The telecommunication system will include an ideal routing policy ensuring that the system will have high flexibility and high level of security. As a result, a number of devices with the ability to ensure secure communication and reliability will be integrated in the system. The system will use a design in which the passive routing device will be aided by load balance devices capable of allowing sharing, and alternation of duties between the various application servers. The development of all software will be based on international opened standards, relying o more diffused framework. In addition the project will be developed using a design in which the storage of data will be made using a DBMS relational database on grounds of standards provided by SQL (Vakalis, Hosgood,.Chawdry, 2006). In addition, the implementation of all the primary functions of control and management will be done on web interfaces. The web interfaces will exhibit compliance with normative accessibility and usability. Ideally, the integration and communication with other systems will be on grounds of SOAP protocol.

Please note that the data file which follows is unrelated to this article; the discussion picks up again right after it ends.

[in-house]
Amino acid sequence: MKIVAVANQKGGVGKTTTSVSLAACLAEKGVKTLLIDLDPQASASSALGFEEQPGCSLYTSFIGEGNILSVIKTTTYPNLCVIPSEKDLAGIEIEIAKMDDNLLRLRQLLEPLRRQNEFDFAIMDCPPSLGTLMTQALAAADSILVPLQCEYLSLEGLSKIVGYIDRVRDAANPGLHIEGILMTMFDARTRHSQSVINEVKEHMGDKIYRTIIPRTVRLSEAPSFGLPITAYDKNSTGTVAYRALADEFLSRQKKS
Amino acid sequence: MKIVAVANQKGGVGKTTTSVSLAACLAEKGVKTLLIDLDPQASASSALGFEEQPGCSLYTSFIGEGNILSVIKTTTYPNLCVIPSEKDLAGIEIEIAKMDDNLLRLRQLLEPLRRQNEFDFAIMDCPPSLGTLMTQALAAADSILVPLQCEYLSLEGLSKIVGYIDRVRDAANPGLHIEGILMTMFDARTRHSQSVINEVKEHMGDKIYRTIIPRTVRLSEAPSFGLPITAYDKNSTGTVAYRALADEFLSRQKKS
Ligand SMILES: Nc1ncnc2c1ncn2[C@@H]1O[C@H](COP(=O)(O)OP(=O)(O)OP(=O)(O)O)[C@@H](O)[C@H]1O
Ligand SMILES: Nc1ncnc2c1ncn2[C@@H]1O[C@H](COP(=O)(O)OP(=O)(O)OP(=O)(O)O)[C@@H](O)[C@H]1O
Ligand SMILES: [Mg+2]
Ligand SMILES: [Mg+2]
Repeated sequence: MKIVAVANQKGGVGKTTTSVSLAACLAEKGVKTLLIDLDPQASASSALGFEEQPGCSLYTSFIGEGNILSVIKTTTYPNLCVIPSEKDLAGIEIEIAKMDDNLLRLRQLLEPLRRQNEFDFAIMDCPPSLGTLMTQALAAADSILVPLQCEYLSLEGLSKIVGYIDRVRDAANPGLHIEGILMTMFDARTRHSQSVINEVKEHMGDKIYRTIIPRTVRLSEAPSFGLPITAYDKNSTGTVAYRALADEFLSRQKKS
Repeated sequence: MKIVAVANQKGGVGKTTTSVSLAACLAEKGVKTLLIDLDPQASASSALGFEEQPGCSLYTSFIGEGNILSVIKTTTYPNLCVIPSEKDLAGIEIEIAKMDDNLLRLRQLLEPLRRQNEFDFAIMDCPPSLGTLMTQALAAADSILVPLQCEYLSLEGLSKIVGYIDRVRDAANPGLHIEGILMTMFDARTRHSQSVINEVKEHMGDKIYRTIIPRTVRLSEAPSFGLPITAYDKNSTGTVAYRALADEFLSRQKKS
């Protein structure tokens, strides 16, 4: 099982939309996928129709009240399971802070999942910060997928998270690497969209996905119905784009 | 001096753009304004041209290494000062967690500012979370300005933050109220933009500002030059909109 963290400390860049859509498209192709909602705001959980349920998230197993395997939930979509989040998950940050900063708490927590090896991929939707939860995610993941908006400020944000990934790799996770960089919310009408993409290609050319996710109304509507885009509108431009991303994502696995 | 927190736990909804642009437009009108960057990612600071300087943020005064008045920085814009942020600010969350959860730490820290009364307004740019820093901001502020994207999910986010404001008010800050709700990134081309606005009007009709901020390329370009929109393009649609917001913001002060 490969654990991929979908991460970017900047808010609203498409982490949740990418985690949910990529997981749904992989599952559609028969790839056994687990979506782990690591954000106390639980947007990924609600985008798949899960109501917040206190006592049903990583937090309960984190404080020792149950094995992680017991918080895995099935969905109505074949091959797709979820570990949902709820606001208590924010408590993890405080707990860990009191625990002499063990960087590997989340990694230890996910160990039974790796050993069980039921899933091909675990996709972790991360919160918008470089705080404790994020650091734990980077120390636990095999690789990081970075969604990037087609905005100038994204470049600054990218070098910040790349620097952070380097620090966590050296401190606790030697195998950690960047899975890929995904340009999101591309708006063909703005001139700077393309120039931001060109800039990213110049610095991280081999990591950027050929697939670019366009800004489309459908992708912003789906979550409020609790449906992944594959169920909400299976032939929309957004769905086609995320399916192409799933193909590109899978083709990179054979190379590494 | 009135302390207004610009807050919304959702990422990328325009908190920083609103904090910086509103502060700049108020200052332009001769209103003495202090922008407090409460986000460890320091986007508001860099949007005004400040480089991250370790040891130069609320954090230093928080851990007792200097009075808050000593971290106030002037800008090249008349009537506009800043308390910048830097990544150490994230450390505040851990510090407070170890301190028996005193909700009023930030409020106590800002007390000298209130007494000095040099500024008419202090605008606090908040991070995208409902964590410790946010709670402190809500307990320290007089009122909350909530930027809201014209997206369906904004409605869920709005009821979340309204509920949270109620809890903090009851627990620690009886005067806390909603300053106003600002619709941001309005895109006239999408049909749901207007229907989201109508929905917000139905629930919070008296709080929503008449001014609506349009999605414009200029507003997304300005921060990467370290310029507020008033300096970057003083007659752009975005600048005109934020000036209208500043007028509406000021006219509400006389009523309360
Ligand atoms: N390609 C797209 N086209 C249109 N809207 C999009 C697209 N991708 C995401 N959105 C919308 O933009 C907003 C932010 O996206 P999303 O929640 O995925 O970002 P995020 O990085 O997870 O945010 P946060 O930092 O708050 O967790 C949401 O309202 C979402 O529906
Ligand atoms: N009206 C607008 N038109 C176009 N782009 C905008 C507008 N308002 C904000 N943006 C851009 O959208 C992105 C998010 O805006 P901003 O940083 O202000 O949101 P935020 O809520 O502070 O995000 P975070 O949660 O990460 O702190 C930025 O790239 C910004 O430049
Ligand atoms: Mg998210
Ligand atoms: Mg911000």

The Gate System